National Asian group wins anew in $331-M verdict for struggling California homeowners

THE California Supreme Court denied review of a lower court ruling on Thursday, July 18, ordering the return of $331 million to a fund for struggling homeowners.

Led by the National Asian American Coalition (NAAC), a housing counseling organization, the case sought to restore money to the National Mortgage Special Deposit Fund, which was created to pay for housing counseling, legal assistance, and fraud prevention services for financially distressed homeowners.

The state obtained this money as part of a 2012 national settlement with the nation’s five biggest banks for their fraudulent lending practices, which led to millions of people losing their homes due to mortgage delinquencies and foreclosures. 

At the height of the crisis, NAAC as a HUD-approved housing counseling agency was at the forefront assisting struggling homeowners to negotiate loan modifications and provide refinancing to help them keep their homes.

Instead of devoting the money to helping homeowners affected by the crisis, however, then-Governor Jerry Brown illegally diverted the funds to plug budgetary shortfalls and to pay off existing state debt. 

NAAC with co-plaintiffs then sued the governor and state finance officials in 2014 to compel the return of the $331 million to the fund. 

Both the trial court and appellate court found the transfers to be illegal and ordered the immediate return of the funds to the fund.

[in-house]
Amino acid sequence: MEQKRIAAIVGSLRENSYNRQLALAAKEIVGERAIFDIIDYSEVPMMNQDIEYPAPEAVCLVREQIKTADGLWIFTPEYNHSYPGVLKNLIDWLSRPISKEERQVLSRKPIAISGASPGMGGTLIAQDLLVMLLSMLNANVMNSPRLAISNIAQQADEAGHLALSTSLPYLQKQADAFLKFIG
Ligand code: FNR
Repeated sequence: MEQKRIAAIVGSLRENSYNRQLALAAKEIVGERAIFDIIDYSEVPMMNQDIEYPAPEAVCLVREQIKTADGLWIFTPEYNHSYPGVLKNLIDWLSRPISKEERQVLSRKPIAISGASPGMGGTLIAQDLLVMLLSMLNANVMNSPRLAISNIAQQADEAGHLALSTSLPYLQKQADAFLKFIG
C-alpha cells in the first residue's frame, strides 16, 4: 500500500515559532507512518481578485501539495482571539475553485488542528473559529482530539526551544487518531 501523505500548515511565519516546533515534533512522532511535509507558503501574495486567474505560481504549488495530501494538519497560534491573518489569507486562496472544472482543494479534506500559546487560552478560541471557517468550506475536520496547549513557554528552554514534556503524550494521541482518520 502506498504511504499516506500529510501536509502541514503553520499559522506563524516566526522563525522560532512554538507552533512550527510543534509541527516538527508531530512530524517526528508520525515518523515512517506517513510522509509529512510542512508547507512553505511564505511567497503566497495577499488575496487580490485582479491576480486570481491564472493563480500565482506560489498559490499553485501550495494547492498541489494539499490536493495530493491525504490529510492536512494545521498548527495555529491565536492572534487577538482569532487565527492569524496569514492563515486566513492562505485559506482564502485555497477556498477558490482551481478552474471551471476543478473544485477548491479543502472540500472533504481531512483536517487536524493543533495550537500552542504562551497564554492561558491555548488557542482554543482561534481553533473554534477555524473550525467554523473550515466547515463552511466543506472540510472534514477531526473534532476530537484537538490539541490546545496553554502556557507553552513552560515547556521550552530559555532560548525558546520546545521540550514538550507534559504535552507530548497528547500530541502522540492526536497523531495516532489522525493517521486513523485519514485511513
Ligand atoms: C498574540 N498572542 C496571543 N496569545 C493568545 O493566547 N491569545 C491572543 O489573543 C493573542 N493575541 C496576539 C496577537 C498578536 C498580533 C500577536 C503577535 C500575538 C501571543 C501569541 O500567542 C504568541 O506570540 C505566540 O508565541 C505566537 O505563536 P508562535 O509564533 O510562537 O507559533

Brown rushed a budget trailer bill through the state legislature before stepping down in an attempt to circumvent the courts, and then appealed anew to the Supreme Court. 

The Supreme Court remanded the case to the Court of Appeal, which found that the budget trailer bill could not work to retroactively cure the unlawful diversions. 

After years of litigation, the Supreme Court declined another review, making the lower court rulings final.

Faith Bautista, NAAC president and chief executive officer, celebrated the arduous victory.

“We fought long and hard for the homeowners and I’m so happy that they will finally get the help they need,” she said, insisting that the fight is not yet over. “We won’t rest until the

money is in the hands of those who really need it. If there’s one thing we learned throughout this difficult process, it’s that community groups must have the strongest say in allocating this money. We can’t trust that politicians will do what’s best for homeowners after they’ve tried at every turn to frustrate the will of the people and the courts.”

NAAC, along with the community and faith-based and nonprofit leaders of the National Diversity Coalition (NDC), plans to hold a rally and press conference at the state capitol to ensure that the National Mortgage Special Deposit Fund gets immediately funded, and to make certain that community groups on the ground that regularly interact with struggling homeowners and distressed families will administer or at least provide strong oversight over the use of the funds. (AJPress)

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